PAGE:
Page:Southern Historical Society Papers volume 14.djvu/66
60 Southern Historical Society Papers.
wards Grimballs' house on the causeway leading across the marsh on our right. They were at first mistaken for a regiment of the troops that had gone to Grimballs. If we had proceeded as rapidly as we had been advancing these troops would have gotten in between us and the Georgians in our rear. I called in the skirmishers and made an oblique change of front to the right in order to meet this regiment. As soon as these troops discovered that we had made proper dispo- sition to meet them and before we opened fire on them they broke and fled across the marsh towards the Stono river in great confusion. There was an officer mounted on a fine looking black horse with them who seemed to be rather disgusted at the conduct of his men. He did not follow them, but continued his course on the causeway at a very slow pace. Several shots were fired at him, but the brave fellow, without accelerating his pace, escaped and when last seen was about joining the main body of the enemy. We then resumed our former front and continued to advance in line of battle towards the enemy, my intention being to charge the light battery engaged with the Marion artillery, when Captain Taliaferro, of General Colquit's staff, rode up from the rear and directed a halt. After waiting a few minutes I concluded that there was some mistake on the part of the staff officer, and started again for the enemy's battery. We had not proceeded far when Captain Taliaferro again rode up and informed me that the General directed me to move by the right flank.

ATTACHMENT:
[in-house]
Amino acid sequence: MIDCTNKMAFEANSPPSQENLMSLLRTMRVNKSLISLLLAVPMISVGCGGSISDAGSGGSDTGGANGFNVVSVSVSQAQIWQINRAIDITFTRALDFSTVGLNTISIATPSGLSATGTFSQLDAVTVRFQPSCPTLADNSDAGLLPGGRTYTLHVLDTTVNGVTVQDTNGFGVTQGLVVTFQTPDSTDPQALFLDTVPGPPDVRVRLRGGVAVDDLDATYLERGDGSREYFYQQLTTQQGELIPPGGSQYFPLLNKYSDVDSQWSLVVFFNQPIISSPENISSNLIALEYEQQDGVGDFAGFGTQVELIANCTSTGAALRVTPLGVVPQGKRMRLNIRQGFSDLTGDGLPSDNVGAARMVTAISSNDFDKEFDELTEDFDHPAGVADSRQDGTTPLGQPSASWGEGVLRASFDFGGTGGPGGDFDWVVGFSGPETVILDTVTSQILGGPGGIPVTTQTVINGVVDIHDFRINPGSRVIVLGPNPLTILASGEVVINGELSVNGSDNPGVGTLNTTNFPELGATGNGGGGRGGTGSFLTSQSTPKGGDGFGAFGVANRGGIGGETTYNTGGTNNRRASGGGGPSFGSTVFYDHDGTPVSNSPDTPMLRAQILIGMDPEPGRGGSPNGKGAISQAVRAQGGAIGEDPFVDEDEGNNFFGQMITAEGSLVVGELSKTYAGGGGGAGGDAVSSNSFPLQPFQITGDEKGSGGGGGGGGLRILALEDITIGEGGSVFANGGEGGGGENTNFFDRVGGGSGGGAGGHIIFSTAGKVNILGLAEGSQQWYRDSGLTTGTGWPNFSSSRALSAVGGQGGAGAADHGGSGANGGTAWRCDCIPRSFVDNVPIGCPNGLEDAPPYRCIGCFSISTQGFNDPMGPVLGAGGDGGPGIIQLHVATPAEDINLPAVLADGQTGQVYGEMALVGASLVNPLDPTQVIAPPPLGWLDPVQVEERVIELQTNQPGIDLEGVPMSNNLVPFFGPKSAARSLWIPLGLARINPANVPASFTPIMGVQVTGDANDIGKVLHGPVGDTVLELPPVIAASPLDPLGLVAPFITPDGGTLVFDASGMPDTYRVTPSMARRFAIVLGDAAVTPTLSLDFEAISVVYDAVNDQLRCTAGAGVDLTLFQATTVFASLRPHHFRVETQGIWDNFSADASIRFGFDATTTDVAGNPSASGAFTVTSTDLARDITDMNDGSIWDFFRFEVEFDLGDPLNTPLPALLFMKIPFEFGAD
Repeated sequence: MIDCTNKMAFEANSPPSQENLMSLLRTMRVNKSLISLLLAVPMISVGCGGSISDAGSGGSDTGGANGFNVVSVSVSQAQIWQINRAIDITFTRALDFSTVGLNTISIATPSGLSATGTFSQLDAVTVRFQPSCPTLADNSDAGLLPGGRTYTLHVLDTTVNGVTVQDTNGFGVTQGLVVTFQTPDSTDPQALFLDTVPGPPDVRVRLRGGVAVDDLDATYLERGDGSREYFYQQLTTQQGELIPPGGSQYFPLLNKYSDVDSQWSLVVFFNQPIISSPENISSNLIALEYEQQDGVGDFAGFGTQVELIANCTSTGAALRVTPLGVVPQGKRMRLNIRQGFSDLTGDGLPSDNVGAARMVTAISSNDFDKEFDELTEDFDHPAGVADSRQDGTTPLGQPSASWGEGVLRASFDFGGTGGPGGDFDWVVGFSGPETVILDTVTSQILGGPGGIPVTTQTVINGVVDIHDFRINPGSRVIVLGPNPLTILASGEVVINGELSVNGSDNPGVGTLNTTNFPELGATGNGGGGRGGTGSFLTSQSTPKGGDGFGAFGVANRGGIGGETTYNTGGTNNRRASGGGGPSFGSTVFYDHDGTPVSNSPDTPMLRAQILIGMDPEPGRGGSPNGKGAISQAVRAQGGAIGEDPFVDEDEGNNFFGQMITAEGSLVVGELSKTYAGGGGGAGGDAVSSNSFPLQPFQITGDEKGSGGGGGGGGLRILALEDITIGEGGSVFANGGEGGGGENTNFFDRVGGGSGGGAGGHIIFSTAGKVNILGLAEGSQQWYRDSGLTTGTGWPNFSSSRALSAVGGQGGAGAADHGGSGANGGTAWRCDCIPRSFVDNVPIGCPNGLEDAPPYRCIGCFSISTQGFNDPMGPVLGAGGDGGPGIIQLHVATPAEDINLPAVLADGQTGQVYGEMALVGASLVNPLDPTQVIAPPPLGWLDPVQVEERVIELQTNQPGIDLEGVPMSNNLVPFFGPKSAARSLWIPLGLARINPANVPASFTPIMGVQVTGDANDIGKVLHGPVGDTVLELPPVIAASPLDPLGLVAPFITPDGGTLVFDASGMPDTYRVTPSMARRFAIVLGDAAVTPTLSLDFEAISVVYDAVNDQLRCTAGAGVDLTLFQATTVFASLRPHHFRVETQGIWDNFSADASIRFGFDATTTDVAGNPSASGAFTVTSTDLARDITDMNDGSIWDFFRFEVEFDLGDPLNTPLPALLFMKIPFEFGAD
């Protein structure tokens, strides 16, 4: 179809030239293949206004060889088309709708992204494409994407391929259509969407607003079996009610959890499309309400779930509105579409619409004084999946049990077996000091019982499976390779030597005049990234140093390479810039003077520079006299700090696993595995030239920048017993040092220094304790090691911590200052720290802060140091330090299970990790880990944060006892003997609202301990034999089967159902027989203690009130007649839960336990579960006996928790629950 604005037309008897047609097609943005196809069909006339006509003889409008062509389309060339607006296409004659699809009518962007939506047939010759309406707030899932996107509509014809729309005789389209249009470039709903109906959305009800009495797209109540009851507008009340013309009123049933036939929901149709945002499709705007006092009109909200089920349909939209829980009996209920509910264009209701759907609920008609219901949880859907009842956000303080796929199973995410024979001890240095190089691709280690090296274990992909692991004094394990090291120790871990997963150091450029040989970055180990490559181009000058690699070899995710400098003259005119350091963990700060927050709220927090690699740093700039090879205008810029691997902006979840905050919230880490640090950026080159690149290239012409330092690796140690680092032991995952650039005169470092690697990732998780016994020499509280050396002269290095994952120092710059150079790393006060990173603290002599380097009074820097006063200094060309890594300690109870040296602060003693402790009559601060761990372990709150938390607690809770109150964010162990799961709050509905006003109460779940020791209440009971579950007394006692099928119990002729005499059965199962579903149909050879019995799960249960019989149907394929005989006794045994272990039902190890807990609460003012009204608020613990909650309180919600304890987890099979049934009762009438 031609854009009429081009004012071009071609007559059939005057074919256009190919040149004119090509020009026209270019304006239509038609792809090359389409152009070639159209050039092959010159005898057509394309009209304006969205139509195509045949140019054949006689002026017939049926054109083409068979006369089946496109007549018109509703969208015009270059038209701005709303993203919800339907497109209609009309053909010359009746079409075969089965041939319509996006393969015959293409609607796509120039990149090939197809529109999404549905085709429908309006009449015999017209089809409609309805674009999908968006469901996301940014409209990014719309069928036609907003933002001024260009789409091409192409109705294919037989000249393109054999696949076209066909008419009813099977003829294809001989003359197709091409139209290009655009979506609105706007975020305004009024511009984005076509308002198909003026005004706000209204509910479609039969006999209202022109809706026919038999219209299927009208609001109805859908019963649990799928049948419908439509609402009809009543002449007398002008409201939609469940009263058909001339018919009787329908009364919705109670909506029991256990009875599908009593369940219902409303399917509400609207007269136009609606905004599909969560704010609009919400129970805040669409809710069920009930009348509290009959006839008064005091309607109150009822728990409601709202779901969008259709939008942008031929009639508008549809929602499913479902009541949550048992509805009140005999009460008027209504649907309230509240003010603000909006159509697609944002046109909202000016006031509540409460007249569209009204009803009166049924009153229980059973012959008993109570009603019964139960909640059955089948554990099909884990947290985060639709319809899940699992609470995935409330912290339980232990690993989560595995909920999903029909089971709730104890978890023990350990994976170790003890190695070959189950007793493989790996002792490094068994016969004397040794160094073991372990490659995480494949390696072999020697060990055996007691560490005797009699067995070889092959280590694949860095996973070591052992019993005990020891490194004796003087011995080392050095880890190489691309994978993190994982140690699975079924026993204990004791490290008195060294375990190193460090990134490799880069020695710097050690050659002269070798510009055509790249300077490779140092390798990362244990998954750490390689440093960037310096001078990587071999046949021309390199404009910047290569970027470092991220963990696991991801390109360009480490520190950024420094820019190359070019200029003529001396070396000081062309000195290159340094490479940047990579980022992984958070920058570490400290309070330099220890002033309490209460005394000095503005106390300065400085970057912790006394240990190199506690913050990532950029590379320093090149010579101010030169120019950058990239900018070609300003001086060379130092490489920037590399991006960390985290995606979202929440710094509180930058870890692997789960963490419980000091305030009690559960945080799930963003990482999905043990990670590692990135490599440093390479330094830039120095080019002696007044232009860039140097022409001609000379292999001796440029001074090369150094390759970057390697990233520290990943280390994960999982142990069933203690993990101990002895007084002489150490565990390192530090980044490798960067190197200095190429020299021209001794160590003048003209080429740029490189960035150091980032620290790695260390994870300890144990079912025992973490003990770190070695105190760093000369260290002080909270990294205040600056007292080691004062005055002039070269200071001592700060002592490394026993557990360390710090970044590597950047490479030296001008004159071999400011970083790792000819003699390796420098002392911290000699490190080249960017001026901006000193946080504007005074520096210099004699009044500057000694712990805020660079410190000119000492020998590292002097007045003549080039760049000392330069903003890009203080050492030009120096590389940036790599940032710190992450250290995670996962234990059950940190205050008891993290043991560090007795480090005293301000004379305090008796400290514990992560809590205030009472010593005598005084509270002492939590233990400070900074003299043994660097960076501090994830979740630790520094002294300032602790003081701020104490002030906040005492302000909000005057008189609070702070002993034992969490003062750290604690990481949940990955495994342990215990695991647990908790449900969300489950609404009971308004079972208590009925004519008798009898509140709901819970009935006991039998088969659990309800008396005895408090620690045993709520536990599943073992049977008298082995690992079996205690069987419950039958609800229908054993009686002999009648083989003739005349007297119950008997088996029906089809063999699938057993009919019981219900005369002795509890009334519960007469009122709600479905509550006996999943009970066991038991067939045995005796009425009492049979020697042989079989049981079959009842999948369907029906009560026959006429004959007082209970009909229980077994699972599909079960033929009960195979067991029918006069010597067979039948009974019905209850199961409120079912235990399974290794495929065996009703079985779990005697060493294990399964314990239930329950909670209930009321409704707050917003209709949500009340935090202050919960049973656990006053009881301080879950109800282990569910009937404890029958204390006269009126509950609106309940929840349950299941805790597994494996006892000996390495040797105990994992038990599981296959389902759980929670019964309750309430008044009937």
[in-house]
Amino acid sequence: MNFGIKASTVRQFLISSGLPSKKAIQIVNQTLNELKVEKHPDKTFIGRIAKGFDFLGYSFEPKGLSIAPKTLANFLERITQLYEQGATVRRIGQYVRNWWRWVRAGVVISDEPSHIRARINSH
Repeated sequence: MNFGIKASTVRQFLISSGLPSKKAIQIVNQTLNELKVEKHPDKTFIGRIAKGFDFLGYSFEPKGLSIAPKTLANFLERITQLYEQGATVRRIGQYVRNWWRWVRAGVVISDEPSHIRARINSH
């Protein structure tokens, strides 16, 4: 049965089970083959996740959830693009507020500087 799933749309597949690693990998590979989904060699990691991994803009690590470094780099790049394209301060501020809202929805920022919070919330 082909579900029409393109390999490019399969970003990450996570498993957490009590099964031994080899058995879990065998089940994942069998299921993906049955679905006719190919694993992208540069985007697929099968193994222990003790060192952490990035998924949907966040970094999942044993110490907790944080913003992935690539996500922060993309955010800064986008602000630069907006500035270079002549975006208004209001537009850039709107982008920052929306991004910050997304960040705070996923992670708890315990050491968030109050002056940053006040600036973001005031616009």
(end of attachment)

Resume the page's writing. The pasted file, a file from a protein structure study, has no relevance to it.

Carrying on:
" Captain," said I, " that movement will take us out of the fight, and General Colquit instructed me to press the enemy till they stopped my regiment and he would help us. They have not stopped us yet."
"The General's orders that you move to the right are peremp- tory," said the Captain.
"Very well, Captain, I must obey, then," said I, and gave the order to march by the right flank. We soon struck the Grimball causeway and followed it out of the fight. The Georgians in our rear were turned back about the time the Twenty-fifth was stopped and we brought up the rear in the retrograde movement. The enemy made no attempt to follow us. In crossing the marsh on the Grimball causeway the gunboats shelled us furiously, being able to do so now without danger to their own troops. During the engagement we saw the signal officers of the enemy on a tree in the rear of their line of battle, busily sending and receiving signals between the land forces and the fleet. They were thus able to act in concert.